“It is in the character of very few men to honor without envy a friend who has prospered.”
If Envy is the green–eyed monster, then call me emerald-eyed Godzilla. A culinary peer just published her first article in a small, but well-regarded, food publication – I stumbled upon it accidentally and I’m verdantly envious. Not one of my nobler facets, this festering envy, but what’s a girl to do? I could deploy my usual denial tactics – block all social media mentioning her name and refuse to acknowledge my feelings of inadequacy. Not very mature nor useful. Instead, I’ve decided to better acquaint myself with the green–eyed goblin. A half–hour of internet research made me see that my envy is merely waiting to be harnessed for my benefit. Envy is a powerful teacher when it’s allowed to speak and the student takes the time to listen. Envy guides us towards our true desires. We need to ask ourselves what, specifically, is causing our envy. It’s typically something we want to be doing ourselves – like publishing a food article, perhaps? Envy rears its head when we feel we are falling behind our peers. Those we tend to envy are our equals, with quirks and failings as clear as our own, yet they’ve managed to express their talents in a way that we feel we should be doing ourselves – she published an article and why haven’t I?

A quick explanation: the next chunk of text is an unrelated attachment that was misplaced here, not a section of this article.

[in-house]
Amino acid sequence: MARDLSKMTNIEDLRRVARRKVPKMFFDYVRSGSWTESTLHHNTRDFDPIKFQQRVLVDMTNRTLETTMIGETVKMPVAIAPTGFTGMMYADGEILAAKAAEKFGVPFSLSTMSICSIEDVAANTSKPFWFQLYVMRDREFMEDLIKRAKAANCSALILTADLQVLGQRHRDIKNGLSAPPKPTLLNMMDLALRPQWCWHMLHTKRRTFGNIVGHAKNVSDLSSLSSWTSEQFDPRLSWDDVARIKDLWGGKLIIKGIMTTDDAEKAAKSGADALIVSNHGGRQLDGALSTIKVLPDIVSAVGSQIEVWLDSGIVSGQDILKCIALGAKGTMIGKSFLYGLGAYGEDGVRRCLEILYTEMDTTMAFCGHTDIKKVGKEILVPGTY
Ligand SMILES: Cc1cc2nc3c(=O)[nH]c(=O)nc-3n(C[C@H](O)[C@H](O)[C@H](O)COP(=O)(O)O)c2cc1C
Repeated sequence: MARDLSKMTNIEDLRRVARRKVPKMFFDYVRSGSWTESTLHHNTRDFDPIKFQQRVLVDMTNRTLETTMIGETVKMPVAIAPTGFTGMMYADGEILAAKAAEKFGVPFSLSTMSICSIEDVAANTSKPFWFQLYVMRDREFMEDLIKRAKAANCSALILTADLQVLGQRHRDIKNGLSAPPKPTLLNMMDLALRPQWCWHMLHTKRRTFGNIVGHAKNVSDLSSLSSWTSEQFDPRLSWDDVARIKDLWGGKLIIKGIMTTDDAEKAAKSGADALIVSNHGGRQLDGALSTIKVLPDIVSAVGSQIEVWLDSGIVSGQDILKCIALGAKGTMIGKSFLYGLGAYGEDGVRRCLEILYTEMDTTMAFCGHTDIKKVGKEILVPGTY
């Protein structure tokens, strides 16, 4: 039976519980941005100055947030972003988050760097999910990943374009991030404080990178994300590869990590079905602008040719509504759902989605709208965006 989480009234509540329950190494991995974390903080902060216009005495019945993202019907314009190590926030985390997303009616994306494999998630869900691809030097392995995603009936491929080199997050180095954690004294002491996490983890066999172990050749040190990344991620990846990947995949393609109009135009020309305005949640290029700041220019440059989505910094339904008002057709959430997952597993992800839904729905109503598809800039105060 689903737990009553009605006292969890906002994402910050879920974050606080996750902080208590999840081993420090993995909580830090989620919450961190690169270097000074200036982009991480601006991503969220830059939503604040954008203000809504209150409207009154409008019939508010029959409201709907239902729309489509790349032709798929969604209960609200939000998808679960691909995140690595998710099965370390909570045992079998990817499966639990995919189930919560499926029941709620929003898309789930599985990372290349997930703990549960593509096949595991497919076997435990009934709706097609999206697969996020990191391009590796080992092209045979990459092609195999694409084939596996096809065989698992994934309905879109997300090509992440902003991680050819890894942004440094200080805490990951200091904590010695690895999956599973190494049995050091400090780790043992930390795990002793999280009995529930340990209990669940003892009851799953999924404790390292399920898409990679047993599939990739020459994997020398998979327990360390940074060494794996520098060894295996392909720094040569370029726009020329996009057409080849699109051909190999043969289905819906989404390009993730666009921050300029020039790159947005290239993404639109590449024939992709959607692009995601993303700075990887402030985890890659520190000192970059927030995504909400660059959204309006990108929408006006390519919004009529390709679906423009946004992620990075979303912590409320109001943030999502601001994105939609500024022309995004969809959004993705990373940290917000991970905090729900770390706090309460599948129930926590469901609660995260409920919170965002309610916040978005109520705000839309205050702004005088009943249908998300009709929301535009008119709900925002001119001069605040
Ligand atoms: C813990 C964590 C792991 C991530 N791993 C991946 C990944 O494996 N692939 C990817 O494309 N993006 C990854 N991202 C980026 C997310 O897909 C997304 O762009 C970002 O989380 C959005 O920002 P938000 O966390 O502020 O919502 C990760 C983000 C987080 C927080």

Now that we’ve used envy to our advantage, now that we’re aware of the brass ring within our grasp, it’s time to move past emotion and into action. The quickest way to quash envy is to reach out to the person and offer them our congratulations quickly followed by a request for their advice on how we can move towards our own success. As soon as we see them as an ally and resource working towards a similar goal, the envy seems to melt away. Lastly, we need to take one small step towards our own goal – there’s room for more than one at the top.
And speaking of green…
Brussels Sprouts with Browned Butter, Cumin and Coriander
– 6 Tablespoons of unsalted butter
– ¾ teaspoon ground coriander seeds
– ¾ teaspoon ground cumin
– 1 ½ lbs. brussels sprouts, trimmed and halved
– Salt and Pepper to taste
– 1 teaspoon lemon zest
- In a small saucepan, melt butter over medium heat, swirling the pan occasionally to ensure the butter is cooking evenly. Once the color has changed from yellow to light-brown, add coriander and cumin and heat another 30 seconds until fragrant. Set butter aside.
- In a large skillet with lid, heat brussels sprouts with ½ cup water on medium heat. Reduce heat, cover with lid and cook about 10 minutes until a knife tip easily pierces center of sprout but sprout is still firm. Remove lid, increase heat to high and heat until water is completely absorbed.
- Add butter, including browned butter solids and spices, to sprouts and stir until sprouts are evenly covered with butter and begin to brown around edges. Remove from heat, season with salt and pepper, and garnish with zest. Sprouts can be made ahead and reheated or served at room temperature.